Solve the absolute inequalityand report your answer using interval notation. |2 – 2x| – 3 < 5

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Solve the absolute inequalityand report your answer using interval notation. |2 – 2x| – 3 < 5

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Thạch Thảo 6 months 2021-08-03T09:55:37+00:00 1 Answers 15 views 0

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    2021-08-03T09:56:57+00:00

    Answer: 17=17

    Step-by-step explanation:1. An identity is true for all values of the literal and arithmetical numbers in it.

    Example 1 5 x 4 = 20 is an identity.

    Example 2 2 + 3 = 5 is an identity.

    Example 3 2x + 3x = 5x is an identity since any value substituted for x will yield an equality.

    Then

    Example 4 x + 3 = 9 is true only if the literal number x = 6.

    Example 5 3x – 4 = 11 is true only if x = 5.

    Example 6 Solve for x: x + 3 = 7

    Solution

    To have a true statement we need a value for x that, when added to 3, will yield 7. Our knowledge of arithmetic indicates that 4 is the needed value. Therefore the solution to the equation is x = 4.

    What number added to 3 equals 7?

    Example 7 Solve for x: x – 5 = 3

    Solution

    x^2+5x+6=0

    for

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    Solve

    Equations can be classified in two main types:

    1. An identity is true for all values of the literal and arithmetical numbers in it.

    Example 1 5 x 4 = 20 is an identity.

    Example 2 2 + 3 = 5 is an identity.

    Example 3 2x + 3x = 5x is an identity since any value substituted for x will yield an equality.

    2. A conditional equation is true for only certain values of the literal numbers in it.

    Example 4 x + 3 = 9 is true only if the literal number x = 6.

    Example 5 3x – 4 = 11 is true only if x = 5.

    The literal numbers in an equation are sometimes referred to as variables.

    Finding the values that make a conditional equation true is one of the main objectives of this text.

    A solution or root of an equation is the value of the variable or variables that make the equation a true statement.

    The solution or root is said to satisfy the equation.

    Solving an equation means finding the solution or root

    Example 6 Solve for x: x + 3 = 7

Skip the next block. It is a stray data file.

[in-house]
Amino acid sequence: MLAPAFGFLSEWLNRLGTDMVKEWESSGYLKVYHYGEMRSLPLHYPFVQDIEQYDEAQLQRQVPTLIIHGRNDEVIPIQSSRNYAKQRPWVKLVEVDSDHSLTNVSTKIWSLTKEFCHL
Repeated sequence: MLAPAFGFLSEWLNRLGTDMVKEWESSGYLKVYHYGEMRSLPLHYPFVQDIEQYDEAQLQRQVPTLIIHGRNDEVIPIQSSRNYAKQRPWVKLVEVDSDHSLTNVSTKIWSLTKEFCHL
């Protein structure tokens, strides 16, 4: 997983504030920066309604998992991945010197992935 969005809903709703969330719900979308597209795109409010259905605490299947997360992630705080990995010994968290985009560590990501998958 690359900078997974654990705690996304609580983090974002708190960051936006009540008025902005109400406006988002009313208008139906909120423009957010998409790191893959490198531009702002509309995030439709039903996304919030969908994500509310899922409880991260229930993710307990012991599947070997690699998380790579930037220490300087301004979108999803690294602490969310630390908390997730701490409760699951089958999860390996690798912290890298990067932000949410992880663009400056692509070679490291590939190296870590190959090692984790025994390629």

Solution

    To have a true statement we need a value for x that, when added to 3, will yield 7. Our knowledge of arithmetic indicates that 4 is the needed value. Therefore the solution to the equation is x = 4.

    What number added to 3 equals 7?

    Example 7 Solve for x: x – 5 = 3

    Solution

    What number do we subtract 5 from to obtain 3? Again our experience with arithmetic tells us that 8 – 5 = 3. Therefore the solution is x = 8.

    Example 8 Solve for x: 3x = 15

    Solution

    What number must be multiplied by 3 to obtain 15? Our answer is x = 5.

    Solution

    What number do we divide 2 by to obtain 7? Our answer is 14.

    Example 10 Solve for x: 2x – 1 = 5

    Solution

    We would subtract 1 from 6 to obtain 5. Thus 2x = 6. Then x = 3.

    Regardless of how an equation is solved, the solution should always be checked for correctness.

    Example 11 A student solved the equation 5x – 3 = 4x + 2 and found an answer of x = 6. Was this right or wrong?

    Solution

    Does x = 6 satisfy the equation 5x – 3 = 4x + 2? To check we substitute 6 for x in the equation to see if we obtain a true statement.

    This is not a true statement, so the answer x = 6 is wrong.

    Another student solved the same equation and found x = 5.

    This is a true statement, so x = 5 is correct.

    Many students think that when they have found the solution to an equation, the problem is finished. Not so! The final step should always be to check the solution.

    Not all equations can be solved mentally. We now wish to introduce an idea that is a step toward an orderly process for solving equations.

    Is x = 3 a solution of x – 1 = 2?

    Is x = 3 a solution of 2x + I = 7?

    What can be said about the equations x – 1 = 2 and 2x + 1 = 7?

    Two equations are equivalent if they have the same solution or solutions

    Example 12 3x = 6 and 2x + 1 = 5 are equivalent because in both cases x = 2 is a solution.

    Techniques for solving equations will involve processes for changing an equation to an equivalent equation. If a complicated equation such as 2x – 4 + 3x = 7x + 2 – 4x can be changed to a simple equation x = 3, and the equation x = 3 is equivalent to the original equation, then we have solved the equation.

    Two questions now become very important.

    Are two equations equivalent?

    How can we change an equation to another equation that is equivalent to it?

    The answer to the first question is found by using the substitution principle.

    Example 13 Are 5x + 2 = 6x – 1 and x = 3 equivalent equations?

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Giải phương trình 1 ẩn: x + 2 - 2(x + 1) = -x . Hỏi x = ? ( )